Researchers at University of California, Berkeley have designed a robot that is based on cockroach. Team envisions that the concept would inspire future robot designs so that the body shape might be used for tracking environment including exploration and rescue operations.
Chen Li and his team designed the shell so that it can create a tilt maneuver than slipping through fissures between grass-like vertical beam hurdles without any assistance of sensors or motors.
Cockroach bot traverses cluttered environment
Although, there are various terrestrial robots fabricated so far but most of them have been programmed with ability to avoid obstacles than traversing them. The current bot resolves this issue as the tiny device makes its way across the hurdle, a mechanism that has been observed in cockroaches.
In order to understand the traversing mechanism, the researchers observed Blaberus discoidalis or discoid cockroach under high-speed cameras. They introduced a course of artificial obstacle that resembled grass-like vertical beams into the way of insect and tried to emulate the same technique in their tiny, rectangular, six-legged device.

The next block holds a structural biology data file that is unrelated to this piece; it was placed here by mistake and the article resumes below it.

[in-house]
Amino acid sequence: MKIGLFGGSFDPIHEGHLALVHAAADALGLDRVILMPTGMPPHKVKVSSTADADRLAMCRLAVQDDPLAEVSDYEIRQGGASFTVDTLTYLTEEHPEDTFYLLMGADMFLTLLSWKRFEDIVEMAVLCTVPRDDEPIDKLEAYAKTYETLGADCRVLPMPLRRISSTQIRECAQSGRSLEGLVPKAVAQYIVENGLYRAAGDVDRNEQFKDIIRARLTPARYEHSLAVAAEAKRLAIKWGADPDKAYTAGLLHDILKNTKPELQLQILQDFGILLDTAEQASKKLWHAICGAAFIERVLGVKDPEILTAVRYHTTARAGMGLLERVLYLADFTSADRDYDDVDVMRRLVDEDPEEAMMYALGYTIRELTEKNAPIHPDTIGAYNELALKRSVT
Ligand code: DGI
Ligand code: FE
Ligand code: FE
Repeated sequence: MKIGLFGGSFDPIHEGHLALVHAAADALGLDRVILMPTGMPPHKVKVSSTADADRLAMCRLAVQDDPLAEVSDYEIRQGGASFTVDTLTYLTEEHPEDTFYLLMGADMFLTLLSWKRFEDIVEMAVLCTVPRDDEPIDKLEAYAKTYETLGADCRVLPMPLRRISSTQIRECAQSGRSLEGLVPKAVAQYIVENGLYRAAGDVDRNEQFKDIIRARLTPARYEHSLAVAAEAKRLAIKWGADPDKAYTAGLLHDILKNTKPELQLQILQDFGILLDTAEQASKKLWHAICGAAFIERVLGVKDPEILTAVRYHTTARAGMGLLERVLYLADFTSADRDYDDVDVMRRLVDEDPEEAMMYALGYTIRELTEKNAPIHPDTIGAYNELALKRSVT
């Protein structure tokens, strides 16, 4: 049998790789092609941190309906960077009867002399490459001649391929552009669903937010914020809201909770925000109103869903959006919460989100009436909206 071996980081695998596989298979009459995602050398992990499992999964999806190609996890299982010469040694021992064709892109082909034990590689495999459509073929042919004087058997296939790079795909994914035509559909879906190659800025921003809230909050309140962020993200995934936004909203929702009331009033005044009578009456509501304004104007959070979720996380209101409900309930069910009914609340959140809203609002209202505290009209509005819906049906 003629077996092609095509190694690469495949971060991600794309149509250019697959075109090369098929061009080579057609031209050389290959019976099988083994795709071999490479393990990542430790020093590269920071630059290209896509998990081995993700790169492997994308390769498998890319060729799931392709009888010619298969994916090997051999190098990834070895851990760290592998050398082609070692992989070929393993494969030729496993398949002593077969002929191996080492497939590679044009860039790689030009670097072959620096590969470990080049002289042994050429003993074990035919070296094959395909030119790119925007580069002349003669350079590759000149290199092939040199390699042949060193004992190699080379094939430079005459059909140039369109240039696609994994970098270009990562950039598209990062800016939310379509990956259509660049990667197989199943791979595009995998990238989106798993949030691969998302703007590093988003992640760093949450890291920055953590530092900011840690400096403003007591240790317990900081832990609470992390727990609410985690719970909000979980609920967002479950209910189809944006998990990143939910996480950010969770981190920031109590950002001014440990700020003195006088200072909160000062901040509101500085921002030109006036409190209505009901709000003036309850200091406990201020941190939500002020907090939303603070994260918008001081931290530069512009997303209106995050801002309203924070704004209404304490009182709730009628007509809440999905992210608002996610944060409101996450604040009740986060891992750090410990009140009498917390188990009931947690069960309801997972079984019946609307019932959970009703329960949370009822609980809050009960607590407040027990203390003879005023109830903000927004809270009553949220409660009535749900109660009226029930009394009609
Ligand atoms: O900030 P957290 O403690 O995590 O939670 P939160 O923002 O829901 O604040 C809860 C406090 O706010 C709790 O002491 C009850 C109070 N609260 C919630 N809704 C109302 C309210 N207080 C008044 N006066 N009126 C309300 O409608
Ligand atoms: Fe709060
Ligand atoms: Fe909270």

Body roundness increased traversal
They observed that the rectangular shape of the bot is causing hindrance when it comes to crossing over the grass-like beams consequent upon which, the robot would collide and at times even get wedged. Eventually, the team worked with a streamlined shell and noticed that the new fitting worked well while crossing through the hurdle course. The traversing movement or the roll maneuver resembled to that of cockroaches’.
The change in behavior was the result of shell or body roundness in this case than the programming. Li further added that this insight has led them to shift their focus towards diversity of terrain and insect/animal shapes to find out more terradynamics so that new shapes could be morphed accordingly.
The innovative approach will surely take terrestrial robots to the next level as it helps in filtering through cluttered environments with minimum use of sensors and simple controls.